Siegfried Woldhek: The search for the true face of Leonardo
February 29, 2008
Mona Lisa is one of the best-known faces on the planet. But would you recognize an image of Leonardo da Vinci? Illustrator Siegfried Woldhek uses some thoughtful image-analysis techniques to find what he believes is the true face of Leonardo.Siegfried Woldhek
Siegfried Woldhek knows faces -- he's drawn more than 1,100 of them. Using sophisticated image analysis and his own skills as an artist, he's come up with a fascinating discovery about Leonardo Da Vinci. Full bio
Double-click the English subtitles below to play the video.
Let's look for a minute at the greatest icon of all, Leonardo da Vinci.
We're all familiar with his fantastic work --
his drawings, his paintings, his inventions, his writings.
But we do not know his face.
Thousands of books have been written about him,
but there's controversy, and it remains, about his looks.
Even this well-known portrait is not accepted by many art historians.
So, what do you think?
Is this the face of Leonardo da Vinci or isn't it?
Let's find out.
Leonardo was a man that drew everything around him.
He drew people, anatomy, plants, animals, landscapes, buildings, water, everything.
But no faces?
I find that hard to believe.
His contemporaries made faces, like the ones you see here --
en face or three-quarters.
So, surely a passionate drawer like Leonardo
must have made self-portraits from time to time.
So let's try to find them.
I think that if we were to scan all of his work
and look for self-portraits, we would find his face looking at us.
So I looked at all of his drawings, more than 700,
and looked for male portraits.
There are about 120, you see them here.
Which ones of these could be self-portraits?
Well, for that they have to be done as we just saw, en face or three-quarters.
So we can eliminate all the profiles.
It also has to be sufficiently detailed.
So we can also eliminate the ones that are very vague or very stylized.
And we know from his contemporaries
that Leonardo was a very handsome, even beautiful man.
So we can also eliminate the ugly ones or the caricatures.
And look what happens -- only three candidates remain that fit the bill.
And here they are.
Yes, indeed, the old man is there,
as is this famous pen drawing of the Homo Vitruvianus.
And lastly, the only portrait of a male that Leonardo painted, "The Musician."
Before we go into these faces,
I should explain why I have some right to talk about them.
I've made more than 1,100 portraits myself
for newspapers, over the course of 300 -- 30 years, sorry, 30 years only.
But there are 1,100, and very few artists have drawn so many faces.
So I know a little about drawing and analyzing faces.
OK, now let's look at these three portraits.
And hold onto your seats, because if we zoom in on those faces,
remark how they have the same broad forehead, the horizontal eyebrows,
the long nose, the curved lips and the small, well-developed chin.
I couldn't believe my eyes when I first saw that.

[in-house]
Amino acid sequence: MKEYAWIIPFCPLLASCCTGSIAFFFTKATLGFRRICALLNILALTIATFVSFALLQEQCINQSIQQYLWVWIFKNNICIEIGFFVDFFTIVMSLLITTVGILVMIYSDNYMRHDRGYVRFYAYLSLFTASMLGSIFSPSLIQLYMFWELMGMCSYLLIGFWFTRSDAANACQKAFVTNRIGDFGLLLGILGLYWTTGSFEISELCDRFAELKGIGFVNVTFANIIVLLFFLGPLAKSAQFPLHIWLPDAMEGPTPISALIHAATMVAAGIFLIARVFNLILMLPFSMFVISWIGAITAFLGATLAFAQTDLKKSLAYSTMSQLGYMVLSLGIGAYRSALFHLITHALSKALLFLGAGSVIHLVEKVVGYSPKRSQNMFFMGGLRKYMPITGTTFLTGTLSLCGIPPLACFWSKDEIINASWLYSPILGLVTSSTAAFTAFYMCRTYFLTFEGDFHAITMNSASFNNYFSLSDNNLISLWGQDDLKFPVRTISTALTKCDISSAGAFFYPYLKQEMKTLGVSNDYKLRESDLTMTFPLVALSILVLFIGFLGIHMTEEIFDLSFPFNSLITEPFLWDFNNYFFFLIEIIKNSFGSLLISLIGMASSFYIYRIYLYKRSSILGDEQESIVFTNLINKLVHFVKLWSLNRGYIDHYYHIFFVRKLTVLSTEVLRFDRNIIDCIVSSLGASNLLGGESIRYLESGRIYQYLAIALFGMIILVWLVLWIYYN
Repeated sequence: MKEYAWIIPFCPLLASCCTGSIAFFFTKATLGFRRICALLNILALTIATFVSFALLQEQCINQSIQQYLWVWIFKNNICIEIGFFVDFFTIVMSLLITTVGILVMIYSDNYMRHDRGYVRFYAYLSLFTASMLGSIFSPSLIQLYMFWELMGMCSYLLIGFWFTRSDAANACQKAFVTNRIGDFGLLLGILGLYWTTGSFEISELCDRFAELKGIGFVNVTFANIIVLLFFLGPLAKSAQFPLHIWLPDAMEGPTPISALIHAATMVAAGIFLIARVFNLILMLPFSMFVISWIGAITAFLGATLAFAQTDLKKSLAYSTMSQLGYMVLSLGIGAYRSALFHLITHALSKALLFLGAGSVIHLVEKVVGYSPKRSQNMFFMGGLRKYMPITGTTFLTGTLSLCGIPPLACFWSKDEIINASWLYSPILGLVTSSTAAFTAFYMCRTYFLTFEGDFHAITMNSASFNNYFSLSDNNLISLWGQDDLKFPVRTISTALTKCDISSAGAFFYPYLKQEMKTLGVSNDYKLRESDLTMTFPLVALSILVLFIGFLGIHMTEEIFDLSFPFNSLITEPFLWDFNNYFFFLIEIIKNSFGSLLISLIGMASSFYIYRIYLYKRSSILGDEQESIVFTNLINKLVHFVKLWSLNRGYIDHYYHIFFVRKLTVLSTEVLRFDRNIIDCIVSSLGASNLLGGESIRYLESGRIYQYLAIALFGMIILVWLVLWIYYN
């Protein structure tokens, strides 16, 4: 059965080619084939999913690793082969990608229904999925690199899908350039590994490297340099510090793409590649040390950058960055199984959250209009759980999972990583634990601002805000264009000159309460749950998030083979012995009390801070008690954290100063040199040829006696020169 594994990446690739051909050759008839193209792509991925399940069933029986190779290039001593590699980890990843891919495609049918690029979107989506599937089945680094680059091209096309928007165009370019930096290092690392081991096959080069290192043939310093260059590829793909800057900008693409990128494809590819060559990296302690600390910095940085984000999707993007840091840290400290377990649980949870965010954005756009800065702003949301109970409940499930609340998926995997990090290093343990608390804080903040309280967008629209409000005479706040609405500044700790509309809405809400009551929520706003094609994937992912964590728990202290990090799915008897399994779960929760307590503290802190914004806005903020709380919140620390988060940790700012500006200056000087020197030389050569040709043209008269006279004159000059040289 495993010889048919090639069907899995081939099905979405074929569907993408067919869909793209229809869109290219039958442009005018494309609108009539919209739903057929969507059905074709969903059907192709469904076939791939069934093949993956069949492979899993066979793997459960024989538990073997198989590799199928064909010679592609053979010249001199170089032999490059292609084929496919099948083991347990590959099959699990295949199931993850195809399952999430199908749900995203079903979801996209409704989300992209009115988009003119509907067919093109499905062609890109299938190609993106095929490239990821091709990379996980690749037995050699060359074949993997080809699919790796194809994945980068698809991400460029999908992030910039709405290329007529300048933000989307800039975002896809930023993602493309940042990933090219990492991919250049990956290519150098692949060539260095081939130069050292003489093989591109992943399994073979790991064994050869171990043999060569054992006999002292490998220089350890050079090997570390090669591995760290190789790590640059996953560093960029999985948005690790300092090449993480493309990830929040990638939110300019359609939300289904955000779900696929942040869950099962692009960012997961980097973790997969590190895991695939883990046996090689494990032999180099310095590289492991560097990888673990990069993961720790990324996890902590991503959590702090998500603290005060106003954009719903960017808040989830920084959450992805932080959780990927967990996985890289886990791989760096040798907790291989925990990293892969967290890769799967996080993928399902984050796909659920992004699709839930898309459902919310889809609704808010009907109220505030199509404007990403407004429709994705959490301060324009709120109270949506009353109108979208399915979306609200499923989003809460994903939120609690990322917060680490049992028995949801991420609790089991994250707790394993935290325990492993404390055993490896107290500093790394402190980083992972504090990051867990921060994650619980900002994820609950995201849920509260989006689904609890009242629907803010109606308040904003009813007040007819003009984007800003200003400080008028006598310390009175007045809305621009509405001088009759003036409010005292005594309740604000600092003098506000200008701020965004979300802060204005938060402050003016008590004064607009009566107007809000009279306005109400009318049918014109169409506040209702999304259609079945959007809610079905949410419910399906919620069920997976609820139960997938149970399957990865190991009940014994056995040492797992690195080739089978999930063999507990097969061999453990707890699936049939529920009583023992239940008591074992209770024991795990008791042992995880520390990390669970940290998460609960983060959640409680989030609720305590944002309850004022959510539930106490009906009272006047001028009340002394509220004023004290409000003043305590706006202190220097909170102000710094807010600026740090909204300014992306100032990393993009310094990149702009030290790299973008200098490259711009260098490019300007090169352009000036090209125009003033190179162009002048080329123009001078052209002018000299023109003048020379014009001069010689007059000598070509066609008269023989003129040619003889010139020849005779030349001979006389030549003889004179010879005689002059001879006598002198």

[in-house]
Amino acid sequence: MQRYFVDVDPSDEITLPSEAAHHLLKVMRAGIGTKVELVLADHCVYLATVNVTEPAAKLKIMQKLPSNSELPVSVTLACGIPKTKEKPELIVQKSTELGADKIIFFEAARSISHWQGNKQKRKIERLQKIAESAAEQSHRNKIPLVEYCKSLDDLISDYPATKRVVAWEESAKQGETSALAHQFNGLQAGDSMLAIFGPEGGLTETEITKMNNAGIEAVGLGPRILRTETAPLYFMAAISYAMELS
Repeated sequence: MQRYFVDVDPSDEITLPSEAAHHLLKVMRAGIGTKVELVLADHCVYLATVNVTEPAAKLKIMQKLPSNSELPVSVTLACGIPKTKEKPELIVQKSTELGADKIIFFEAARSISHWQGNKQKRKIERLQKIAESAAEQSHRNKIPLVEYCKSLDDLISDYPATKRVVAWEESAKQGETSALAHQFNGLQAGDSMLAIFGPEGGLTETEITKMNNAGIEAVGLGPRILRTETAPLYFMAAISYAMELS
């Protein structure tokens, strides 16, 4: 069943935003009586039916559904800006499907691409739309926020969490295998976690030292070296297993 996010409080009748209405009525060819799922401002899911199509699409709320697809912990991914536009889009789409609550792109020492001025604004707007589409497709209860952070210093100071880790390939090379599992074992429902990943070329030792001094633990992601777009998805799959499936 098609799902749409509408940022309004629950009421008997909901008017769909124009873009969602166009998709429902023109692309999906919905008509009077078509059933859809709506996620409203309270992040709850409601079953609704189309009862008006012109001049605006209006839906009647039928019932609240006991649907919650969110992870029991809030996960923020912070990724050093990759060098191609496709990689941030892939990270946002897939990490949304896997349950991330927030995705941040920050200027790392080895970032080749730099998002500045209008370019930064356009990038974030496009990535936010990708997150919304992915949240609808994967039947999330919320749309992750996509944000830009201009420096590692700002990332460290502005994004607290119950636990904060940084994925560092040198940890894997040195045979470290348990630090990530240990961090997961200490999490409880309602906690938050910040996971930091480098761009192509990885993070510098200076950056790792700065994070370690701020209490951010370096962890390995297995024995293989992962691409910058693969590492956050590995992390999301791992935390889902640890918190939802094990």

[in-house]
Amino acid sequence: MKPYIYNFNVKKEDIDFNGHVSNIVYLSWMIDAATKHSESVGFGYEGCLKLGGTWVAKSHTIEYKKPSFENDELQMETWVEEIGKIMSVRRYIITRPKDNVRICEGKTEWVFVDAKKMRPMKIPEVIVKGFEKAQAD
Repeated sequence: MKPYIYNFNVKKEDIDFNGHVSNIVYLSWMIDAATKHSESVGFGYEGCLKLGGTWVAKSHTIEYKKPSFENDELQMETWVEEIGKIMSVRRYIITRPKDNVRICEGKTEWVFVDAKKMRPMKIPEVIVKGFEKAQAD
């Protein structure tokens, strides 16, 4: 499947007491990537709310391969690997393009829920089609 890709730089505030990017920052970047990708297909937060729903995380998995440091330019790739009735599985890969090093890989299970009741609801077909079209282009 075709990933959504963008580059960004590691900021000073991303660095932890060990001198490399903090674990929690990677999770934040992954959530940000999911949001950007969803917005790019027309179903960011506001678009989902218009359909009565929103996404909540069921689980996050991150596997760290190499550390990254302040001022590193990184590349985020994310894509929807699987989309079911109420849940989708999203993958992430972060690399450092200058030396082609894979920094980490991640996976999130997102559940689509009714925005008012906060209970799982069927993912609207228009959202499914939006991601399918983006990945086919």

There is no reason why these portraits should look alike.
All we did was look for portraits that had the characteristics of a self-portrait,
and look, they are very similar.
Now, are they made in the right order?
The young man should be made first.
And as you see here from the years that they were created,
it is indeed the case.
They are made in the right order.
What was the age of Leonardo at the time? Does that fit?
Yes, it does. He was 33, 38 and 63 when these were made.
So we have three pictures, potentially of the same person
of the same age as Leonardo at the time.
But how do we know it's him, and not someone else?
Well, we need a reference.
And here's the only picture of Leonardo that's widely accepted.
It's a statue made by Verrocchio, of David,
for which Leonardo posed as a boy of 15.
And if we now compare the face of the statue,
with the face of the musician, you see the very same features again.
The statue is the reference, and it connects the identity of Leonardo
to those three faces.
Ladies and gentlemen, this story has not yet been published.
It's only proper that you here at TED hear and see it first.
The icon of icons finally has a face.
Here he is: Leonardo da Vinci.
Siegfried Woldhek knows faces -- he's drawn more than 1,100 of them. Using sophisticated image analysis and his own skills as an artist, he's come up with a fascinating discovery about Leonardo Da Vinci.Why you should listen
The work of illustrator Siegfried Woldhek is a familiar sight in the European press. His witty pen and sharp eye for faces helps him capture political and literary figures in his home country, the Netherlands, and around the world (he estimates he's drawn 1,100 faces). He's also an accomplished illustrator of nature, and was the longtime CEO of the Dutch branch of the World Wildlife Fund.
Woldhek is the founder of nabuur.com, "the global neighbor network." On nabuur.com, villages in developing communities can connect with volunteers and resources online throughout the world -- sort of a Match.com that pairs communities with the people who'd like to get involved.
The original video is available on TED.com